Remember the mysterious seeds that were being sent from China to random people in the US, with officials warning people not to plant them? Well, some guy from Arkansas missed the announcement and now has them growing in his garden.
Doyle Crenshawn is one of the many people to have been sent a package of seeds from China completely out the blue.
Officials in the US have warned anyone who gets sent them not to plant them as they think the seeds could potentially pose a risk to the country's flora and fauna.
However, Doyle, who received the seeds two months ago, had already planted them and says the results are pretty spectacular.
He told 5 News: "Every two weeks I'd come by and put Miracle-Gro on it, and they just started growing like crazy."
He added: "The package said it was from China and said 'studded earrings' on the outside, and we thought that was a little odd."
As yet, it's still not known what the plant actually is, but Doyle says his has white fruit and orange flowers, which some people are comparing to a squash plant.
Authorities have now said they will come to collect the plant and carry out some tests to help identify it.
Explaining why people are being urged not to plant them, Scott Bray of the Arkansas Department of Agriculture said: "Our concern is from an invasive-pest aspect; these seeds could introduce an invasive weed or an invasive insect pest or a plant disease."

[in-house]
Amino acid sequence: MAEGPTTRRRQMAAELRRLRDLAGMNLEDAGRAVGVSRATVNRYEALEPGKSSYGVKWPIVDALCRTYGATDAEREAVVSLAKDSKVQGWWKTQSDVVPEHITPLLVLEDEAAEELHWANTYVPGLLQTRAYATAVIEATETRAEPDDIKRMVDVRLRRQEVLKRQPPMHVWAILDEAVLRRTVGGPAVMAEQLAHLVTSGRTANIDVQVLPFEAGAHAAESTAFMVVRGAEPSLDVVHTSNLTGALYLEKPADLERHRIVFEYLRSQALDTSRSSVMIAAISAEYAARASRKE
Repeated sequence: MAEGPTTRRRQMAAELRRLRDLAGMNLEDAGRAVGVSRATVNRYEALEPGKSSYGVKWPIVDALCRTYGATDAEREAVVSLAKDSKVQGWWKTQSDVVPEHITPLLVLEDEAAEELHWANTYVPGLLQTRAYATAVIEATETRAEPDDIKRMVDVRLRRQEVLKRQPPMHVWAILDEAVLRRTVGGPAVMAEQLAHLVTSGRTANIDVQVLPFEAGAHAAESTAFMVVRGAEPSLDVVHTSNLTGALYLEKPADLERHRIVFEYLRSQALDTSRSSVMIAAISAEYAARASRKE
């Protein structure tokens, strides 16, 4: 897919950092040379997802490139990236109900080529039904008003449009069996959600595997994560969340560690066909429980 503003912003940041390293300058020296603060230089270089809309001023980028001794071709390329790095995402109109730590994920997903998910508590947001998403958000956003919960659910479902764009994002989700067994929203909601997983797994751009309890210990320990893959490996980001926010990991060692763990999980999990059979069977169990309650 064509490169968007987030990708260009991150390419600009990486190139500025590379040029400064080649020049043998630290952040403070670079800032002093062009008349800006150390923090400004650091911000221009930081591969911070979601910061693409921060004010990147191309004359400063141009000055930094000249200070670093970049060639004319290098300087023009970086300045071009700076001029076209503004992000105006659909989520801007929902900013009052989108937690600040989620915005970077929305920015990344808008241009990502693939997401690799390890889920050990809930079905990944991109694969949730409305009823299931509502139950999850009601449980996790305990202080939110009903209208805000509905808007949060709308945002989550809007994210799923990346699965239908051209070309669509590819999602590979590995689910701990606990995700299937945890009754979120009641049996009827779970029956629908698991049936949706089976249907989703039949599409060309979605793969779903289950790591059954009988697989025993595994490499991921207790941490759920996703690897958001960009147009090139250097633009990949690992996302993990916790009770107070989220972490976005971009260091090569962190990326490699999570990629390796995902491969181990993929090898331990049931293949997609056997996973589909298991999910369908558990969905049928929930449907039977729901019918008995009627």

But the US Department of Agriculture reckons the seeds might actually be part of a 'brushing scam' - a ploy in which someone aims to boost their product ratings by sending an inexpensive item to an unwitting person and then posting a fake review on that person's behalf.
A post on Whitehouse Police Department's Facebook warned: "Although not directly dangerous, we would still prefer that people contact us to properly dispose of the seeds."
It's not just Arkansas either - warnings have been issued across all 50 states, and there have been 630 instances in Florida alone.
In Texas around 200 residents have received the packages.
Texas Agriculture Commissioner Sid Miller told Fox 4: "We don't want people opening those up, don't put them in the mail, certainly don't plant them. Contact us. Let us pick them up. Treat them like they are radioactive like they are Kryptonite."
Chosen for YouChosen for You
Most Read StoriesMost Read